Should you get involved in a takeover?
- If you feel yourself tipping into despair about your life and current state of the world,
- If you work two or three jobs to maintain a low level lifestyle,
- If people you know lost their homes,
- If you got yourself educated and are now up to your eyeballs in debt you can’t ever repay,
- If your public schools are so bad you’ve decided to home school your kids,
- If you are frustrated by corporate media’s contrived distractions, like the fraudulent Casey Anthony trial, which increasingly forces you to web-surf for actual news,
- If you think Democrats and Republicans are equally corrupt,
- If it’s hard to pin down your biggest Obama disappointment,
- If you’re outraged that mass murdering “evildoers” Bush and Cheney roam free while “us poor” can receive life sentences for drugs,
- If you feel sold out by a president who caves to Republicans and corporate criminals,
- If, like many San Francisco progressives, you wish someone would shut down the Pentagon and stop hemorrhaging taxpayer dollars into arrogant wars,
- If you wonder what you’ll do Aug. 2 when you don’t get your disability or social security check because renegade Republicans shut down the government,
- If you think power-brokers want us so desperate, poor and hemmed in with laws, computers and cameras that they’ll own the wealth and we’ll have no recourse,
Then, take it back.
Some say, unlike Republicans, ‘60s boomers didn’t concoct a vicious 40-year plan to suck dry America’s wealth. They observe that loving, loud hippie protests lacked assertive political thrust into power where real change lies.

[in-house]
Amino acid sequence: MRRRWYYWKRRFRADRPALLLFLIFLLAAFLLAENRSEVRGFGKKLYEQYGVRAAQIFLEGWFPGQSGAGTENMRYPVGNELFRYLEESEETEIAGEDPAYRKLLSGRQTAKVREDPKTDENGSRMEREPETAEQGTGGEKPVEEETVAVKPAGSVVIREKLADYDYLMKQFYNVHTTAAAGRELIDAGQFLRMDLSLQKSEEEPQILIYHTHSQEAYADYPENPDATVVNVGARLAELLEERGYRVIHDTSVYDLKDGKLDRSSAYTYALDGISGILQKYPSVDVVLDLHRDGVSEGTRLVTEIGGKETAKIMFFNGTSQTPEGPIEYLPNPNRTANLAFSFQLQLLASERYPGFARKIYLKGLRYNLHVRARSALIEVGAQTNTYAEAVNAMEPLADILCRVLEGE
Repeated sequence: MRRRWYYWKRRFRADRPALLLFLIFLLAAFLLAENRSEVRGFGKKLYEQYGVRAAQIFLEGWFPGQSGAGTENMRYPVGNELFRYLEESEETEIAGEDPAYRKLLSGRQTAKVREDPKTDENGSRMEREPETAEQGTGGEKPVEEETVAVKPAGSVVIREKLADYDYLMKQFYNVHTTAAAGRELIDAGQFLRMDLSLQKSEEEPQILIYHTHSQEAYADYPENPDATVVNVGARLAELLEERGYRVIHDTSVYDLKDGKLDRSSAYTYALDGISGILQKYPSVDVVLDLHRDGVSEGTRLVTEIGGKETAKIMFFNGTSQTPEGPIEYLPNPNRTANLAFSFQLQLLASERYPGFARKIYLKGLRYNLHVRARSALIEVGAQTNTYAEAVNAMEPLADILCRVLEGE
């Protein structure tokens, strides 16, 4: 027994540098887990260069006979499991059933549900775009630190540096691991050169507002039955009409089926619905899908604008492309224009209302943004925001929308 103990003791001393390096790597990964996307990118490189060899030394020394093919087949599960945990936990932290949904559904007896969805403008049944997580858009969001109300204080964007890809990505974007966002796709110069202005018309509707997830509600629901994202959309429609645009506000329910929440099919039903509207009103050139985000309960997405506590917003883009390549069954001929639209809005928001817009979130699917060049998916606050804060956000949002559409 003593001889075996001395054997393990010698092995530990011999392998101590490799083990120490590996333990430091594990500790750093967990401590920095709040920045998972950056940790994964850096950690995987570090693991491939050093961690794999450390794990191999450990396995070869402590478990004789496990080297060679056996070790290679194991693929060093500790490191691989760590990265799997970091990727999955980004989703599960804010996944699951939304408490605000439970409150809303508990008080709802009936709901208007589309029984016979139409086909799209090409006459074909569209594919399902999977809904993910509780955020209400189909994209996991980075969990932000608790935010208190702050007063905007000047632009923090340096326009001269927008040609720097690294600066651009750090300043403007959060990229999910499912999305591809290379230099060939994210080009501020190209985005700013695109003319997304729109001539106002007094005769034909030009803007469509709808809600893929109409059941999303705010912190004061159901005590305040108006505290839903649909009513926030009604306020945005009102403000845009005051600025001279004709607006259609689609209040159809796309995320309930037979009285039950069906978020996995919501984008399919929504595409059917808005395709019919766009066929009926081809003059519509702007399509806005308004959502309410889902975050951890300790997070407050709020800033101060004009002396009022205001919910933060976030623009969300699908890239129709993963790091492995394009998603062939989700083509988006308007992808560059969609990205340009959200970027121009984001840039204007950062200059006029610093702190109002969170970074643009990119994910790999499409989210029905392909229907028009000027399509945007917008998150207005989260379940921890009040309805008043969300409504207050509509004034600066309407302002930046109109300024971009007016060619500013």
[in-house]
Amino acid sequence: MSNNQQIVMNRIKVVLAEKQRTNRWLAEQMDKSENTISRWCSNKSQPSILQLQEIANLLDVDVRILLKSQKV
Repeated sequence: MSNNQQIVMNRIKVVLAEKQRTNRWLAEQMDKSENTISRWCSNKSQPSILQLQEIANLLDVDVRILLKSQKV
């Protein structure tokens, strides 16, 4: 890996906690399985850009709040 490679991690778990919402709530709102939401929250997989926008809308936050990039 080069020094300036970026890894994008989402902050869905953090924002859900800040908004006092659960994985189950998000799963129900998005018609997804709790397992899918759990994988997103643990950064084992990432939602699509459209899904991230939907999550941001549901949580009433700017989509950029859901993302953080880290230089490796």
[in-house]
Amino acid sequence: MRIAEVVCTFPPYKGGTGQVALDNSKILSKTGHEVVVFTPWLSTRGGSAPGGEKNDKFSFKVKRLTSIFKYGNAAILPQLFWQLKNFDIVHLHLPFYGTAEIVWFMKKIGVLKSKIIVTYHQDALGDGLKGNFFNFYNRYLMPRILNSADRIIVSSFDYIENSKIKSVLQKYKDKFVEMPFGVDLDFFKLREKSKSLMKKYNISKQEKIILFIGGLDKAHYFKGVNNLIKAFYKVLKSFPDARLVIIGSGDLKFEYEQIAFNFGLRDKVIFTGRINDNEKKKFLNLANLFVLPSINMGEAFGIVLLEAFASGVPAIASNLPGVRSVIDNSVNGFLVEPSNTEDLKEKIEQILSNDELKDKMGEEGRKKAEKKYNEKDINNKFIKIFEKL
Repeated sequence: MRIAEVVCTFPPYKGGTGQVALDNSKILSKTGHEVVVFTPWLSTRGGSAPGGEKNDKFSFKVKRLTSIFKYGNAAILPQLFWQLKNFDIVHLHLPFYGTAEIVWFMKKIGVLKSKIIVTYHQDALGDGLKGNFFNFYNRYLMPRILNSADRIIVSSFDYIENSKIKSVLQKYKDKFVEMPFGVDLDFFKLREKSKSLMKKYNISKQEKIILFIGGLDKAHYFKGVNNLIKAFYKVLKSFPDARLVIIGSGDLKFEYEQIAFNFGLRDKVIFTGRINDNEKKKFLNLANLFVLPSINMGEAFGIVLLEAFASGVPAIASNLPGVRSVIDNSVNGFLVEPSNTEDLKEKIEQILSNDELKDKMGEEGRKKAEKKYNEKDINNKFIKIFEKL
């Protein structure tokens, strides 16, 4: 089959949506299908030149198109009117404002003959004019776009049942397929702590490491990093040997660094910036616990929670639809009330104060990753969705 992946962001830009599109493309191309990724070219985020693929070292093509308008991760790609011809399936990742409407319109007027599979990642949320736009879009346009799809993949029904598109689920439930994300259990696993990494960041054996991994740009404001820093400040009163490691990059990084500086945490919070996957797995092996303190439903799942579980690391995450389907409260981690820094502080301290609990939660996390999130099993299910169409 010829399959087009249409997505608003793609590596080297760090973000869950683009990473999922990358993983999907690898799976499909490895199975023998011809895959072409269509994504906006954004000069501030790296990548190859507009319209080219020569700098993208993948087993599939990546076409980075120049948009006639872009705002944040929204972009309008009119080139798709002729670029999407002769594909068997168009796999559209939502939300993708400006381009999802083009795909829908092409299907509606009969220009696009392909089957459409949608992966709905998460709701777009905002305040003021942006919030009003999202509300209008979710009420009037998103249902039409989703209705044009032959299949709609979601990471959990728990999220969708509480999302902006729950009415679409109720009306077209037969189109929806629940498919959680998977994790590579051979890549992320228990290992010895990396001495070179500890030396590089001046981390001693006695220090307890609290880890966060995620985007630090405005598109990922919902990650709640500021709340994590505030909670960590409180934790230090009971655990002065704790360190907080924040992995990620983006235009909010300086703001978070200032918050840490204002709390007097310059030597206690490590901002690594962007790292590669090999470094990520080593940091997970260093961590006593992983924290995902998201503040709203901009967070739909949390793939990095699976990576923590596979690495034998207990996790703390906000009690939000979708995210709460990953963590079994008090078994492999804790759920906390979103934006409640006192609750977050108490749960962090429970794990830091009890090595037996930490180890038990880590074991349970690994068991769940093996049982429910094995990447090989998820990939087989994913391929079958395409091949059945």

Today, people under 40ish worldwide are tired of helplessness. They’re taking everything back. The poor are so desperate in the Middle East – Egypt, Yemen, Syria – they are willing to die. They covet the bit of democracy we in America still appear to possess.
Housing activists are forceful and adamant. A red and black sign leaning against a wall under a window in the Sierra Hotel ordered, “Make affordable housing, or we will!”
Paul Boden of the Western Regional Advocacy Project bull horned to the crowd at the Sierra Hotel squat, “[They] want us killing ourselves.”
They want us isolated, separated, at odds. Because our sense of community dissolves their attempt to “divide and conquer,” collective action is their enemy.
“We ain’t killing each other,” said Paul. “We are uniting. We are fighting back. And that’s the only way we will win.”